Australia and New Zealand are set to play the first day-night test match ever. After discussions progressed between the two countries last week it’s decided that the historical match between these two teams will be played with a pink ball, despite some concerns arising from players after pink-ball trials in the Sheffield Shield last summer, Some Shield players had no problems with the pink ball, others reported trouble seeing the ball or its seam, and there were concerns about how quickly it softened and lost its swing. James Sutherland, the Cricket Australia (CA) chief executive, and David White, his New Zealand Cricket (NZC) counterpart, met in Melbourne last week during the International Cricket Council’s (ICC) annual conference to discuss the idea, and both bodies said in a joint statement that the match is likely to be staged when New Zealand tour Australia in November next year, though the venue is still to be determined. Adelaide and Hobart are the two possible venues for the inaugural match.
James Sutherland, the Cricket Australia (CA) chief executive said, “We are serious about pushing ahead with the concept of day-night Test cricket, We feel it will only strengthen the position and possibilities for Test cricket in many parts of the world. There are many Test matches played during non-holiday periods when adults are at work and kids are at school. That’s not an ideal way to promote the highest form of the game. In fact, there isn’t a major team sport in the world that schedules the majority of its premium content during the working week. We’re not talking about playing the Boxing Day or New Year’s Test at night. The summer holiday period in Australia really lends itself to Test cricket, but at other times of the year it can be difficult for fans to attend or watch Test matches, be it here or in other parts of the world. That’s really at the heart of the issue. The challenge is to try to make Test cricket more accessible for fans.”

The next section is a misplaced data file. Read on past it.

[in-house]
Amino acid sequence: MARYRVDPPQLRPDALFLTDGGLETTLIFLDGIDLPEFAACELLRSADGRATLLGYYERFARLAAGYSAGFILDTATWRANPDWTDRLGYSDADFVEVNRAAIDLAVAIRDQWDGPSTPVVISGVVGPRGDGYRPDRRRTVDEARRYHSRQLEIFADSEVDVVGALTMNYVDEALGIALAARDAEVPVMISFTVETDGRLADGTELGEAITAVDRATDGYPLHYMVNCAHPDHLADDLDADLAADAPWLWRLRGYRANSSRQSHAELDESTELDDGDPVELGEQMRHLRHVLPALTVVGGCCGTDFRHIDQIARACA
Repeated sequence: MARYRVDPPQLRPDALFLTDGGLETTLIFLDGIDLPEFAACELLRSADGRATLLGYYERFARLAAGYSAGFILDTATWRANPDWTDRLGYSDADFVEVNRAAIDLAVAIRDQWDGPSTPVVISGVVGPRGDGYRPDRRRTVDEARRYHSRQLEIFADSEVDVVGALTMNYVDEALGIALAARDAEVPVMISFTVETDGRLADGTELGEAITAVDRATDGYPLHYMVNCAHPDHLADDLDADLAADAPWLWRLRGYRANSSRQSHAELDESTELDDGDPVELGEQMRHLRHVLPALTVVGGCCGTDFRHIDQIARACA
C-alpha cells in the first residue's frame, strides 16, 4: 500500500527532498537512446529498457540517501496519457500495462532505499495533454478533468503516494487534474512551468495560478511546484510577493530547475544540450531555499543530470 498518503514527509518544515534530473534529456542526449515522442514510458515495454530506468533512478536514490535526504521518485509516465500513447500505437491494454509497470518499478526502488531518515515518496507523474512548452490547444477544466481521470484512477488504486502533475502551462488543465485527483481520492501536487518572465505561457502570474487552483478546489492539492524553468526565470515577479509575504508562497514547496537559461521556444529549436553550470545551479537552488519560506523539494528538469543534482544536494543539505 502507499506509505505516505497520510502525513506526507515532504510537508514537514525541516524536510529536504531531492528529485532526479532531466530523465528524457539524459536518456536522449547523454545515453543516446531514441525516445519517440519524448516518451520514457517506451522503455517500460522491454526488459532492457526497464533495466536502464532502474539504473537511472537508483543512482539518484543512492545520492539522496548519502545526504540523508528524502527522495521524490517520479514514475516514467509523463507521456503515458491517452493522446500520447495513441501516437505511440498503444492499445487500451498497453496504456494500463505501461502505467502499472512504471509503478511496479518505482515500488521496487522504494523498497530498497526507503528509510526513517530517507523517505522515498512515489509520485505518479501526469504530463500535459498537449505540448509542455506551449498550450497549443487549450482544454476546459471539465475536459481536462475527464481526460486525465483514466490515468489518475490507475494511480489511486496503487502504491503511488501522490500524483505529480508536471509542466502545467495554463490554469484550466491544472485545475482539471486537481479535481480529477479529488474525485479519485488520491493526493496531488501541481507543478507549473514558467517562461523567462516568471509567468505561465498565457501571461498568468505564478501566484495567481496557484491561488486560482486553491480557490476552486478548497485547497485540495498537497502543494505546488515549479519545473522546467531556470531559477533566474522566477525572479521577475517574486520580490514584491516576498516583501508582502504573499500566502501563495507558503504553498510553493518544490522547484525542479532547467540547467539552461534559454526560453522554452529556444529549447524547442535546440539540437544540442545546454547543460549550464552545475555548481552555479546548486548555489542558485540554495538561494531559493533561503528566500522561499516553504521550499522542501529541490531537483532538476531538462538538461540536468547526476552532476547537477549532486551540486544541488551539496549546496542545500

A further round of day-night Shield games will be played this season and New Zealand are also set to undertake their own trials, though not in first-class cricket, as the inexorable push towards a day-night Test continues. All three matches lasted into the fourth day and Cricket Australia’s chief executive James Sutherland said the most encouraging aspect of the day-night trials was that the scores were consistent with the rest of the Shield season. However, he conceded that a pink ball was unlikely ever to behave exactly like a red ball and said that “everyone is going to need to be accepting” of that.
He added, “What we learnt from that last year is that there are no really obvious reasons why we shouldn’t be continuing to progress with our intent around day-night Test match, We’re certainly very excited about the concept and we’re serious about really properly pushing ahead now. The pink ball, just like the white ball, doesn’t behave exactly the same as the red ball. But … the ball is the same for both teams. What we were pleased about was that in looking at the Shield results from this round that we played, the statistics in terms of runs and wickets were very much on par with average for the whole Shield season last year. There weren’t any rogue behaviours.I don’t think we’re ever going to get to a stage where everyone is completely satisfied or comfortable with it. If we go back 30-odd years in time when the first ever day-night one-day internationals were played, I’m sure there was that same level of trepidation that some stakeholders including players might have had about day-night one-day cricket and white balls.”
White said CA had been at the forefront of exploring a pathway towards day-night Tests and that NZC looked forward to contributing – especially in terms of helping develop a new pink ball suitable for Test conditions. He said, “Australia continue to assess conditions to ensure they are appropriate to stage Test cricket at night, and we fully support that duty of care,” said White. “Ensuring the ball behaves as closely as possible to the red ball is vital for the success of this initiative. We’re scheduling a trial fixture in the upcoming season so we can examine more closely issues such as dew, and its effect on the condition of the ball”
David Richardson, the ICC chief executive, said he supported the idea of playing the day-night Test and he said, “The discussions on day-night Tests started in 2008 and I’m pleased that after the ICC Board gave its thumbs-up during the 2012 annual conference and following extensive trials and debates, we are now at a stage when two of our members are contemplating playing the first-ever day-night Test,” he said. “The MCC and some of our members, including Cricket Australia, have trialled pink balls in different conditions and the feedback indicates that significant improvements have been made to the quality of the ball.”
The ICC approved day-night Test cricket in 2012, leaving the finer points up to the participating boards. David Richardson, the ICC’s chief executive said he was pleased the concept appeared close to becoming a reality.
David Gyngell, the chief executive of Nine Entertainment Company said, “It’s something we’ve all kicked around for a considerable period and the time feels right to take the next step. Nine has had a long and proud record as a lead innovator in cricket coverage, and we look forward to playing our part in what could well be a critical new direction in the course of our great game”